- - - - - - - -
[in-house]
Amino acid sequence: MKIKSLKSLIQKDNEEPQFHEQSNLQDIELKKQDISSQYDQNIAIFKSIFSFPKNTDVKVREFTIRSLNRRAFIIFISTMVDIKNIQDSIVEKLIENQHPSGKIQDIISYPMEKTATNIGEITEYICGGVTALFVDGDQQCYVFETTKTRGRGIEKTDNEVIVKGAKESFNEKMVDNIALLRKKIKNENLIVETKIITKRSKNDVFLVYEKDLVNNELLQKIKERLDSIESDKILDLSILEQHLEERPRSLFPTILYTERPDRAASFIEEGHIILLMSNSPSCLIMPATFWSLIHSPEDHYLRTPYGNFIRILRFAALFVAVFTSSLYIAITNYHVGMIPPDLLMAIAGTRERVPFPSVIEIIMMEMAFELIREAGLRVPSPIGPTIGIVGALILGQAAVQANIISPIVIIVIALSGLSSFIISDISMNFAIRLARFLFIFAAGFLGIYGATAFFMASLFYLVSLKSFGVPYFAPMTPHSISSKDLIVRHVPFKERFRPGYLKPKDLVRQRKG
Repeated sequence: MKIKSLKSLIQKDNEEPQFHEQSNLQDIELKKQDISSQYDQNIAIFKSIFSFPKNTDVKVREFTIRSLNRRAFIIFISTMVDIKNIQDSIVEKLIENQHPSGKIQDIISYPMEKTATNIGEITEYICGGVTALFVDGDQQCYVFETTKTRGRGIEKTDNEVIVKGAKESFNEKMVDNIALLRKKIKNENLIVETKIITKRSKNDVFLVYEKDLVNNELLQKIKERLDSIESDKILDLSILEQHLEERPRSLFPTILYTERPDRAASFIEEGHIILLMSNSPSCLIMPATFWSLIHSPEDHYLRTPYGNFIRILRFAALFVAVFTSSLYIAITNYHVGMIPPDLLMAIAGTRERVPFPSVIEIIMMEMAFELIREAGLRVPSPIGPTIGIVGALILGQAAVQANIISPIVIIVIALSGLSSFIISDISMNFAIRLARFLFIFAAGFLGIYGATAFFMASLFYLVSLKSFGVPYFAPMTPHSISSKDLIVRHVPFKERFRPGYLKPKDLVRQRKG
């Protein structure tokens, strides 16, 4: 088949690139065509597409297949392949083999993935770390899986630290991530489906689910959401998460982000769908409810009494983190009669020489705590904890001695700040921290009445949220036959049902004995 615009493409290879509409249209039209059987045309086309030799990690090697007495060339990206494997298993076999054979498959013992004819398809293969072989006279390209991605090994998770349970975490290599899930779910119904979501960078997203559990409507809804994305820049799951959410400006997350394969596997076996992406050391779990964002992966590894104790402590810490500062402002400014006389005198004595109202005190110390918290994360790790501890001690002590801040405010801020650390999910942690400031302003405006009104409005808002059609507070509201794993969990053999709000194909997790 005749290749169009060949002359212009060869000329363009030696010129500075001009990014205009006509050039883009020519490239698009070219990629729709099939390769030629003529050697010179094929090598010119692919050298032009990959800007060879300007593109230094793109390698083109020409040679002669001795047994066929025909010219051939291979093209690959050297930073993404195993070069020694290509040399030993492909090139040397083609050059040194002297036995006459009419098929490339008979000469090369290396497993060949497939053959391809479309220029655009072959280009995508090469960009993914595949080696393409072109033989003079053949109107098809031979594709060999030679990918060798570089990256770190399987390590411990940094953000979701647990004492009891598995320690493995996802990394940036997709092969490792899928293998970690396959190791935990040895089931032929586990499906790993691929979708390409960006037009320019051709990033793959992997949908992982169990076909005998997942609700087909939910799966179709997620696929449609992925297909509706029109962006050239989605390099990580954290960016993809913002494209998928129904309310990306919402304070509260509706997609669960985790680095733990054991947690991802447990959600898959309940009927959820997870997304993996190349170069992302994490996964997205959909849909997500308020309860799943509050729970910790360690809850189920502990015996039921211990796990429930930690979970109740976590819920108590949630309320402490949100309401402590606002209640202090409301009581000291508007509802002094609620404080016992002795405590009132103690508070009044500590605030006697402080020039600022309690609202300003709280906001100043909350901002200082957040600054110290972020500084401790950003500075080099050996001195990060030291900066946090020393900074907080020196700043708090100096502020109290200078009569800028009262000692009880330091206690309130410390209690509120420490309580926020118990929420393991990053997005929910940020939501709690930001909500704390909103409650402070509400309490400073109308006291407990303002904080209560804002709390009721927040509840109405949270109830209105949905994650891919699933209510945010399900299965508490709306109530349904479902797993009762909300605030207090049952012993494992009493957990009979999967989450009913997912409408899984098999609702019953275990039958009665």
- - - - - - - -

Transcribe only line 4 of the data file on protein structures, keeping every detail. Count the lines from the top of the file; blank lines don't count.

């Protein structure tokens, strides 16, 4: 088949690139065509597409297949392949083999993935770390899986630290991530489906689910959401998460982000769908409810009494983190009669020489705590904890001695700040921290009445949220036959049902004995 615009493409290879509409249209039209059987045309086309030799990690090697007495060339990206494997298993076999054979498959013992004819398809293969072989006279390209991605090994998770349970975490290599899930779910119904979501960078997203559990409507809804994305820049799951959410400006997350394969596997076996992406050391779990964002992966590894104790402590810490500062402002400014006389005198004595109202005190110390918290994360790790501890001690002590801040405010801020650390999910942690400031302003405006009104409005808002059609507070509201794993969990053999709000194909997790 005749290749169009060949002359212009060869000329363009030696010129500075001009990014205009006509050039883009020519490239698009070219990629729709099939390769030629003529050697010179094929090598010119692919050298032009990959800007060879300007593109230094793109390698083109020409040679002669001795047994066929025909010219051939291979093209690959050297930073993404195993070069020694290509040399030993492909090139040397083609050059040194002297036995006459009419098929490339008979000469090369290396497993060949497939053959391809479309220029655009072959280009995508090469960009993914595949080696393409072109033989003079053949109107098809031979594709060999030679990918060798570089990256770190399987390590411990940094953000979701647990004492009891598995320690493995996802990394940036997709092969490792899928293998970690396959190791935990040895089931032929586990499906790993691929979708390409960006037009320019051709990033793959992997949908992982169990076909005998997942609700087909939910799966179709997620696929449609992925297909509706029109962006050239989605390099990580954290960016993809913002494209998928129904309310990306919402304070509260509706997609669960985790680095733990054991947690991802447990959600898959309940009927959820997870997304993996190349170069992302994490996964997205959909849909997500308020309860799943509050729970910790360690809850189920502990015996039921211990796990429930930690979970109740976590819920108590949630309320402490949100309401402590606002209640202090409301009581000291508007509802002094609620404080016992002795405590009132103690508070009044500590605030006697402080020039600022309690609202300003709280906001100043909350901002200082957040600054110290972020500084401790950003500075080099050996001195990060030291900066946090020393900074907080020196700043708090100096502020109290200078009569800028009262000692009880330091206690309130410390209690509120420490309580926020118990929420393991990053997005929910940020939501709690930001909500704390909103409650402070509400309490400073109308006291407990303002904080209560804002709390009721927040509840109405949270109830209105949905994650891919699933209510945010399900299965508490709306109530349904479902797993009762909300605030207090049952012993494992009493957990009979999967989450009913997912409408899984098999609702019953275990039958009665």